|Lesson 3||How are packages used?|
|Objective||Describe appropriate uses of packages. |
How are Packages used in Oracle?
Packages have several unique advantages and some interesting uses.
If your system has enough memory, packages are advantageous because all sub-components can be used without requiring additional read operations.
The following table describes the advantages of using packages and some examples of their use.
Logical sets of functions and procedures are grouped together in one package.
Packages are useful for complex data handlers, such as user-defined checklists. The package keeps all the tightly connected procedures and functions in a single package.
With good documentation, these sub-programs are easier to maintain with changes and enhancements.
Package specifications are created without creating package bodies.
Packages are often used when you have several shared functions. You are designing a new accounting system in which several shared
functions are needed to calculate totals and summary data. The exact tables and columns to be summarized are still not defined.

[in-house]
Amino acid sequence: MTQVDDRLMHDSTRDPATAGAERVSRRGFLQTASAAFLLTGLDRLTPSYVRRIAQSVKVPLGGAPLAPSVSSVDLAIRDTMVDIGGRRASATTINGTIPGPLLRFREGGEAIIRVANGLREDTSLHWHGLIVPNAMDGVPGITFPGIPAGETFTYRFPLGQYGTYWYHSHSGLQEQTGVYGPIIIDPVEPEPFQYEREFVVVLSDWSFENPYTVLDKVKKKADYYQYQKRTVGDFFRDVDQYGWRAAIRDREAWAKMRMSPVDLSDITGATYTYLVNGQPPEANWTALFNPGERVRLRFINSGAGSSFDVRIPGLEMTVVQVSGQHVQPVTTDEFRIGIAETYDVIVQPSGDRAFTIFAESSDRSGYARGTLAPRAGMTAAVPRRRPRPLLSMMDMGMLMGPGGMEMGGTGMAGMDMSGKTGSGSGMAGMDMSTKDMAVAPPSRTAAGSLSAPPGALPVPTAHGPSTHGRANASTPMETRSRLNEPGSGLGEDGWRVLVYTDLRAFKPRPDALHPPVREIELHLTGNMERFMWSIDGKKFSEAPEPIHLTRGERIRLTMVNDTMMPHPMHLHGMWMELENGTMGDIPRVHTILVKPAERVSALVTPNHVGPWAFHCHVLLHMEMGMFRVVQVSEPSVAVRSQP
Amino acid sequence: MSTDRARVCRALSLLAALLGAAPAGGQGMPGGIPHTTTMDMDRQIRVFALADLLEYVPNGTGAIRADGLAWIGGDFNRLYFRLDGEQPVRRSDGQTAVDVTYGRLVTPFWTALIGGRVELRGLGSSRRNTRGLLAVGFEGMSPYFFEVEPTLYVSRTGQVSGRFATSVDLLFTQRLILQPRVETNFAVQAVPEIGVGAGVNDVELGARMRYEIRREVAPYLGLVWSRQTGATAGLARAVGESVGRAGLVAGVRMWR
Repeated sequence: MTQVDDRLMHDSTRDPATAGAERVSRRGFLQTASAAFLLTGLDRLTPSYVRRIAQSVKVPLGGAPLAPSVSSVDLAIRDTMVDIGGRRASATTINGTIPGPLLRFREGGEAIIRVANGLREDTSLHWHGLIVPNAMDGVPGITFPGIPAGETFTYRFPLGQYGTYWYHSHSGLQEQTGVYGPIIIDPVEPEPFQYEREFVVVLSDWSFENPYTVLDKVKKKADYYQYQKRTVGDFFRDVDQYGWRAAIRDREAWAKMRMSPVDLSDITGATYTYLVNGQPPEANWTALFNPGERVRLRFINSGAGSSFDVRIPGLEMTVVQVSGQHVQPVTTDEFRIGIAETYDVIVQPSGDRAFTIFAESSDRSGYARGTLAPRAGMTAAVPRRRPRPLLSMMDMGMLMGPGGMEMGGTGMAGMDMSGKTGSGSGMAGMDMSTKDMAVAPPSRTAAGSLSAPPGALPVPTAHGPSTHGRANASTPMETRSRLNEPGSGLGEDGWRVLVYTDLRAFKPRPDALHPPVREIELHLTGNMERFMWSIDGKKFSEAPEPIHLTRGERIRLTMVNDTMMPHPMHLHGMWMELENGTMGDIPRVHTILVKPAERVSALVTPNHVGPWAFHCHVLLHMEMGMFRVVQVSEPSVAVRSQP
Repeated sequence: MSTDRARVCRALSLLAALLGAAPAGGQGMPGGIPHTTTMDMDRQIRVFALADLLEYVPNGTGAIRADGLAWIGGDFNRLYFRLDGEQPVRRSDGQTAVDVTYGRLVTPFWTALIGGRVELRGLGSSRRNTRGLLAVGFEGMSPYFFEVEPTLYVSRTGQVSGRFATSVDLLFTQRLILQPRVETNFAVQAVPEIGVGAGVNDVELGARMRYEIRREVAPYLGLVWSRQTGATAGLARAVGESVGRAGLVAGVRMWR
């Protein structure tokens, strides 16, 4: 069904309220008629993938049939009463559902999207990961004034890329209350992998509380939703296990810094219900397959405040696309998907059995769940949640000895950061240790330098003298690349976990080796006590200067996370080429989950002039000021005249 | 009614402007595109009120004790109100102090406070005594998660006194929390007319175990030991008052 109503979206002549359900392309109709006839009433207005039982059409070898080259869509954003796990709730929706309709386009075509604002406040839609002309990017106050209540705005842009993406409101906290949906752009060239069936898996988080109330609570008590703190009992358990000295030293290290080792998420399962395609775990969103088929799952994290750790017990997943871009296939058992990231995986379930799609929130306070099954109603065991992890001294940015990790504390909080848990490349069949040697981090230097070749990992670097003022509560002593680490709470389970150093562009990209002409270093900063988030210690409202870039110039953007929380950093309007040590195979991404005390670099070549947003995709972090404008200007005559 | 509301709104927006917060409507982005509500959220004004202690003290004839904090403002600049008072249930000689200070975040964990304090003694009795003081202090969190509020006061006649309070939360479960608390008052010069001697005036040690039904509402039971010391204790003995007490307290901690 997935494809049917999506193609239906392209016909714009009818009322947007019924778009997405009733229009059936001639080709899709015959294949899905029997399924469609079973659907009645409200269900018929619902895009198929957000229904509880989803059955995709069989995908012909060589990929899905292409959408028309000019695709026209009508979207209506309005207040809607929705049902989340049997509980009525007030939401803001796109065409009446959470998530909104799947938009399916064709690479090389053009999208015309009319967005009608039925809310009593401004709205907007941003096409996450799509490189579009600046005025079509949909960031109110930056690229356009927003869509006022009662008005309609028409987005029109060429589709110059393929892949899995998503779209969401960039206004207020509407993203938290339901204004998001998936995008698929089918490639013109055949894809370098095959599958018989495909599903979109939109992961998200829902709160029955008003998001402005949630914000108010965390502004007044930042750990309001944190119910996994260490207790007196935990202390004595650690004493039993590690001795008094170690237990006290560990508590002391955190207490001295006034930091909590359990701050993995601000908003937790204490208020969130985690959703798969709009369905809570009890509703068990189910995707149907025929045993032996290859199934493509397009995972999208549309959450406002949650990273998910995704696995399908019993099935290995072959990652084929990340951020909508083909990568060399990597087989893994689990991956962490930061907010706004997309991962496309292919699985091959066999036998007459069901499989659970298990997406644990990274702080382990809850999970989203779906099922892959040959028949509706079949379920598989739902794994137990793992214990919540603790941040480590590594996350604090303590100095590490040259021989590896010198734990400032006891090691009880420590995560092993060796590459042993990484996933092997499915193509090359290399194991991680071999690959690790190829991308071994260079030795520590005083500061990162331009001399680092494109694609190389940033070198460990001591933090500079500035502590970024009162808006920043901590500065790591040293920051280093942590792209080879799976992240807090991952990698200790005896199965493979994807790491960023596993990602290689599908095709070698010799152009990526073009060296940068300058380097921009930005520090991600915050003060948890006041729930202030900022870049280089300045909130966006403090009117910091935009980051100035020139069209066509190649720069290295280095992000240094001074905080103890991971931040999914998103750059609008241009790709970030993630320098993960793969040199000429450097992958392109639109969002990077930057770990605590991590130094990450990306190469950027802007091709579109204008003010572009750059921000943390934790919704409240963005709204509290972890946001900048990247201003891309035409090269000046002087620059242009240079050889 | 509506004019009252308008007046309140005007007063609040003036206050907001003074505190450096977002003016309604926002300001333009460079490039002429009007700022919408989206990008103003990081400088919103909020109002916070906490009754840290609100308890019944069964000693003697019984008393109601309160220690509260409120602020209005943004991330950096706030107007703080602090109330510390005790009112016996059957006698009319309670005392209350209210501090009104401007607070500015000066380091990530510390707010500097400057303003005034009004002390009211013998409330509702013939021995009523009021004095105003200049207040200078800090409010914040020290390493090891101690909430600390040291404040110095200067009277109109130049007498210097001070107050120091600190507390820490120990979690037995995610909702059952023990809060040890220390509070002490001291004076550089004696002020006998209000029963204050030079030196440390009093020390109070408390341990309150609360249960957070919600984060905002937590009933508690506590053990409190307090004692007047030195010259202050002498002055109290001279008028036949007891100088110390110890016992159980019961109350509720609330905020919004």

You create the package specification that defines the names and parameters for each of the shared functions.
Design of the applications that use these functions can continue, even though the completed functions are not done. When you complete the table design, then you create the package body.
Packages hide functionality.
Because you can define private functions and procedures, packages can hide details about your database schema. A good use for this is a security validation package that queries sensitive tables.
The public portion of the package need not contain passwords or other sensitive data – it can all be inside the package.
The disadvantages of using packages are:
- Packages are more complex to build than creating stand-alone procedures and functions.
- Packages are loaded into memory all at once, even if you only use one component within the package. This is a disadvantage if your system is strained for memory space. In this case, you may be better off separating the package into its sub-components.
Using Oracle Supplied Packages
Most Oracle supplied packages are automatically installed when the database is created. Certain packages are not installed automatically.
Special installation instructions for these packages are documented in following lessons.
To call a PL/SQL function from SQL, you must either own the function or have EXECUTE privileges on the function. To select from a view defined with a PL/SQL function, you must have SELECT privileges on the view. No separate EXECUTE privileges are needed to select from the view. Instructions on special requirements for packages are documented on the succeeding pages. The next lesson shows you how to begin coding a package.
Package Concepts - Quiz